Traditional Irish Music
Tuesdays ~ Claddagh Irish Pub at Newport on the Levee(Newport, Kentucky - just across the Ohio River from Cincinnati)A variety of local…Continue
The Face of a Child:When I was ten years of age, the conductor and violin teacher of our school orchestra, Mr. Robert Martin, came to visit our elementary public school in Cincinnati. He demonstrated just about every instrument that could be played,…Continue
There have been a number of O'Carolan references and discussions and videos being uploaded recently.This week, we are learning his first tune, a lovely waltz entitled 'Si Bheag Si Mhor', at our music school in Cincinnati. I found a beautiful…Continue
Hello fiddle players,Experiments for determining which rosin and what bow-rosining techniques might be best to get the desired sound for Irish traditional style playing can be an adventure.Results seem to vary depending on rosin application, age of…Continue
Paddy Keenan and Fred Morrison at Celtic Connections Two piping legends - Ireland's Paddy Keenan and Scotland's Fred Morrison - in concert at Celtic Connections with a host of musical…Continue
Do any of your more seasoned players have any helpful anecdotes to help me with my stage fright and shyness?I was invited to play fiddle today at a house concert in Indiana today (solo). There were about 30 people or so, several other musicians…Continue
Connie Rae Crone has not received any gifts yet
Cincinnati, Ohio, U.S.A., Fiddle (intermediate); Tin Whistle (beginner)
Hello! I've been studying Irish traditional style music for a little over two years. My fiddle playing is being termed as "advanced intermediate", as I can play several jigs up to speed and a couple of reels nearly up to speed, including some ornamentation. The whistle is coming along slowly, but I'll admit that I'm mainly using it as a foil for developing my fiddle playing. I plan to begin singing sometime in the near future, if I can overcome my shyness about it. Due to shyness, I have a difficult time playing at sessions. I also work full time as a design engineer, which certainly keeps me from fiddling around too much!!!
I played classical violin as a child for about 4.5 years, during which time I was able to earn blue ribbon violinist award (1st place) for the state of Ohio, U.S. (in 1975 at age 15 - ensemble). Playing classical music could be annoying, because the whole time when I was being taught, I actually just wanted to fiddle, and I would continuously attempt to fiddle and memorize as much as possible, much to my conductor's consternation!!! Unfortunately, I wasn't aware of any fiddle teachers in Ohio, Kentucky or Indiana; my parents wouldn't have been able to afford private lessons anyway. Sadly, I didn't learn about the Irish traditional style until very recently, and I'm loving it... it lets me know that I am indeed of Irish descent!!!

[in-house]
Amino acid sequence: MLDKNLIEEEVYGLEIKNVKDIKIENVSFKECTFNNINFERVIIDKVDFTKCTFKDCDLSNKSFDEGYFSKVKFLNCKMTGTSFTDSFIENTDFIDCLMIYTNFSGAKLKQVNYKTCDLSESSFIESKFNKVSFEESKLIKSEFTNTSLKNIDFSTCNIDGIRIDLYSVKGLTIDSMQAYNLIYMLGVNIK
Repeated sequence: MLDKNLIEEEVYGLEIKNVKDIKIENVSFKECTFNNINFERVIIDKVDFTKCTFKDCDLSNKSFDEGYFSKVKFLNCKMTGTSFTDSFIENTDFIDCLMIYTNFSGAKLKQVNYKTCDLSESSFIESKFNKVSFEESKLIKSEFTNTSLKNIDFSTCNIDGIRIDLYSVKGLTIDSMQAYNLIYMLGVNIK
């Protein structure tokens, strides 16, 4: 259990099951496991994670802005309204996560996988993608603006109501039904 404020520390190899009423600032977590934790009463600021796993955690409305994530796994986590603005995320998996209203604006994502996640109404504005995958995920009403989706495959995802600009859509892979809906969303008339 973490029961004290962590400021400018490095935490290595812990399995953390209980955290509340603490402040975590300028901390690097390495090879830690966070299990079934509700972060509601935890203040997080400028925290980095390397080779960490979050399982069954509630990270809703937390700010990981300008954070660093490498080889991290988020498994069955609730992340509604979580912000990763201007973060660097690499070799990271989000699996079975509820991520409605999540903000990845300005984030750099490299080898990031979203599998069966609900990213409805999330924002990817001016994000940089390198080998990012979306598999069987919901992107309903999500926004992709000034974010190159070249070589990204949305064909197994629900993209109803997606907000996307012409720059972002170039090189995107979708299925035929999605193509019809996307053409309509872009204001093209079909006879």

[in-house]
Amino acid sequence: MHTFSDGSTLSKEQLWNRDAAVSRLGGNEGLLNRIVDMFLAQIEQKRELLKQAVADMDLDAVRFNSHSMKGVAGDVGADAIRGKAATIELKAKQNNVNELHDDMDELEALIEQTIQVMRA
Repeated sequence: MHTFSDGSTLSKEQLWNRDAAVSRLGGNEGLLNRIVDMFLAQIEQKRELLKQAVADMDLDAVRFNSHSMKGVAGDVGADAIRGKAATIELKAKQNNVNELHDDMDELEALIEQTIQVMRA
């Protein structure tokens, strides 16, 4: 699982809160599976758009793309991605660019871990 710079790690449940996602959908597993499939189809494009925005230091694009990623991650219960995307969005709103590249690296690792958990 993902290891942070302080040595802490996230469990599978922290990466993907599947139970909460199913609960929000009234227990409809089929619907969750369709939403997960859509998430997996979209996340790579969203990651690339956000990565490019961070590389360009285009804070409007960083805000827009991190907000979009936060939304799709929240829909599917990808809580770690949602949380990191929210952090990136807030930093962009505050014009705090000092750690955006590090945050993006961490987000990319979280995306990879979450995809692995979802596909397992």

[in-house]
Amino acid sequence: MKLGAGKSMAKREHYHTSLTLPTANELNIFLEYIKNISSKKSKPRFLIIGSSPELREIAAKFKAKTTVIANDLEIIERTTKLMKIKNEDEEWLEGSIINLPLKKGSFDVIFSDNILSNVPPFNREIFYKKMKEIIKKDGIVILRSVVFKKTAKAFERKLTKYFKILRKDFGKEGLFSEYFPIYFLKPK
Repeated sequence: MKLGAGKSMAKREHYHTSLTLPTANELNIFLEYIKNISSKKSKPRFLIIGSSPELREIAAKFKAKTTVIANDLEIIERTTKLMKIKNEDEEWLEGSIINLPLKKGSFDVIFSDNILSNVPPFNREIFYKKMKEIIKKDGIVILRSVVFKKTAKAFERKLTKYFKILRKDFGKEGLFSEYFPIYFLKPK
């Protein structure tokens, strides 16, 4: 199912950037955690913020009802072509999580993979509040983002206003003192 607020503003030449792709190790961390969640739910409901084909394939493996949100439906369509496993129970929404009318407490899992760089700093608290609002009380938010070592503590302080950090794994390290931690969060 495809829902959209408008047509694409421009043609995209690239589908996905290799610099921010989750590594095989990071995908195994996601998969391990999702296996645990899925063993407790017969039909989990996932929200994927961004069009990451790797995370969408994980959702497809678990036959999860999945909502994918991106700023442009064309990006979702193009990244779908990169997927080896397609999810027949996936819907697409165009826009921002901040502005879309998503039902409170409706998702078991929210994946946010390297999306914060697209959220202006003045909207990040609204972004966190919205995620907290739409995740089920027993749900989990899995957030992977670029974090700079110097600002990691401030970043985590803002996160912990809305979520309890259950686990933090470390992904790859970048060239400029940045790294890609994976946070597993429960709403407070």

My fiddle sat lonely in the corner as I grew up, went to school, got married, got an engineering career and raised my children. My dad had bought me the fiddle for my 11th birthday, so it has special vibes just for me! It's a lovely 1960 German model, a Stradivarius copy. The old 1960's vinyl case has super spectacular emerald green crushed faux fur inside!!! I got my bow French silked in green and black!
I gravitated directly to the Sligo style of Irish fiddle with some ease, so I was very excited to be studying this summer with the legendary Kevin Burke! Interesting teaching style; he cleverly explains his techniques using colorful analogies... I could listen to it all day! I also previously had the pleasure of studying with some other amazing fiddlers, including summer camp with Manus McGuire (Ireland). I've also done a few workshops with incredible fiddlers Tony DeMarco (New York) and Liz Knowles (Kentucky). I hope to study at many more of these camps and workshops. Of course, I'm indebted with gratitude to my beloved teacher and founder of The Riley School of Irish Music in Cincinnati, Susan (Cross) Gilligan for helping teach me fiddle, the Irish Trad genre, with a healthy dose of history to go along.
My parents were married on St. Patrick's Day, 1960! My mom's family has roots in the Appalachian Mountains of eastern Tennessee and Kentucky. My dad's side of the family are mostly located in West Virginia, near the wild and beautiful rushing whitewater areas of the Blue Ridge Mountains and the New River Gorge. Going by family history and surnames, I estimate that I could be nearly all Irish, despite the fact that my family roots go back to mid-17th century America. I found out that my maiden name is derived from the very ancient Irish and Scottish Gaelic name for 'Son of the Prelate': Mac an tSagairt, which is very curious to think about!
My heart has a HUGE fascination regarding all types of bagpipes and other wind and reeded instruments, but especially the heavenly Uilleann pipes! This instrument leaves me absolutely spellbound! I've no personal interest in ever attempting to play the beautifully complicated breathing beast myself... but since I began fiddling, I've transferred some focus onto studying the past and presently performing piping masters, such as legendary Seamus Ennis, Liam O'Flynn and Paddy Keenan. My hope is to eventually emulate fiddling patterns and ornamentations around the characteristic sounds of the chanter, regulators and drones of the Uilleann pipes. These pipes captivate me so much, that eventually, I may be interested in learning more about design and manufacture of the Uilleann pipes, since I have many of the necessary design skill sets and engineering contacts to do so. I've been creatively working on developing my own technique (bowing/finger) to simulate "popping" of the pipe chanter between octaves. I don't know whether it will eventually sound like anything acceptable?!!! Anyway, I'm just having all kinds of fun with it all right now... it's really all about the tunes, the fun, and the craic!!!